Democratising Deliberation: Parliamentarism, Deliberative Democracy and Lotteries

This article [PDF], by Anthoula Malkopoulou, is a commentary on the work of political theorist Kari Palonen on parliamentarianism. In response to recent scepticism, Palonen’s support for the ‘classical paradigm of elected Members of Parliament looks outdated and insufficiently responsive to the challenge of rising inequalities’:

On one hand, sceptics point to the inherent aristocratic or elitist character of elections, embodied in the perceived superiority of representatives compared to the represented (Manin 1997, 134–149). This is sustained not only by century-long anarchist polemics against bourgeois parliamentary democracy, or populist shaming of political corruption, but also by legitimate i.e. republican concerns about election engineering or illegitimate political lobbying. On the other hand, many scholars are worried by the growing social inequalities enabled by the predominance of economic liberalism since the 1980s (Rosanvallon 2013). These are often exacerbated by corresponding inequalities in political influence that further benefit the wealthy and socially advantaged classes (Hill 2013; Malkopoulou 2014). In this respect, legitimising the current system of parliamentary government and providing its apology sounds far too elitist and self-defeating.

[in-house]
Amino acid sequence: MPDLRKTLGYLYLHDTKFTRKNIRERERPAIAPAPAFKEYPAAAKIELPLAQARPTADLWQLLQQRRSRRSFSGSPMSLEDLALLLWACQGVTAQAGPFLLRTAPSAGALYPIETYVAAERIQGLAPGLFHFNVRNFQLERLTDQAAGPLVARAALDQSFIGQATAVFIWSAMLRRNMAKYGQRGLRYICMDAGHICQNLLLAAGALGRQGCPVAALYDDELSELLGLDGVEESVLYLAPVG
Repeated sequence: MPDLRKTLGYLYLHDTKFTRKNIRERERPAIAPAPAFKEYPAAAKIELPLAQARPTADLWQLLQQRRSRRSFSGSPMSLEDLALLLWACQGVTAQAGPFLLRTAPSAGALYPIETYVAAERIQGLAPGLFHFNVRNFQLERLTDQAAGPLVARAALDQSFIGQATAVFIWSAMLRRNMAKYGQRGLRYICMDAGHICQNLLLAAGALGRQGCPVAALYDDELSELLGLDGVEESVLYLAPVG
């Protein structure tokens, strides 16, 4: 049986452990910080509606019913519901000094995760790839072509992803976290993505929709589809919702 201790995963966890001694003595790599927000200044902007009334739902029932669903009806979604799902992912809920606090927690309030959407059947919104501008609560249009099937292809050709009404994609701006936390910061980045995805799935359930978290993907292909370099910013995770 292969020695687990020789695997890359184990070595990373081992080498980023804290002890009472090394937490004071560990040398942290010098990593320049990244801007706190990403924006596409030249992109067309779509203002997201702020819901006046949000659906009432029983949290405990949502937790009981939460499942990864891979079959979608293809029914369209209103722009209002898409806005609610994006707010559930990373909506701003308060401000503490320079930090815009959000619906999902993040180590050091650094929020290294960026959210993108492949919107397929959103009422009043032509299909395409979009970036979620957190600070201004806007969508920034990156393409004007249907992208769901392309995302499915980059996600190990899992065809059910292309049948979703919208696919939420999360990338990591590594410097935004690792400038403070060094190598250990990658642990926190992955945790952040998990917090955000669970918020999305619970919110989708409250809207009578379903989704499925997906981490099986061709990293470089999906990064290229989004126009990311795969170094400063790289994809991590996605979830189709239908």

In response to such scepticism, Kari has showed some interest in opening his parliamentary model of deliberation to new modes of inclusion . . . his ideal-typical democratic innovations include the practice of rotation, election of singular representatives who are not linked to political parties, and recently, support for the random choice of representatives (Palonen 2014, 345). This turn is linked to the dissociation of random selection from Habermasian consensus and its support by klerotarians as a device that is independent of the process of deliberation (Stone, Delannoi and Dowlen 2013).

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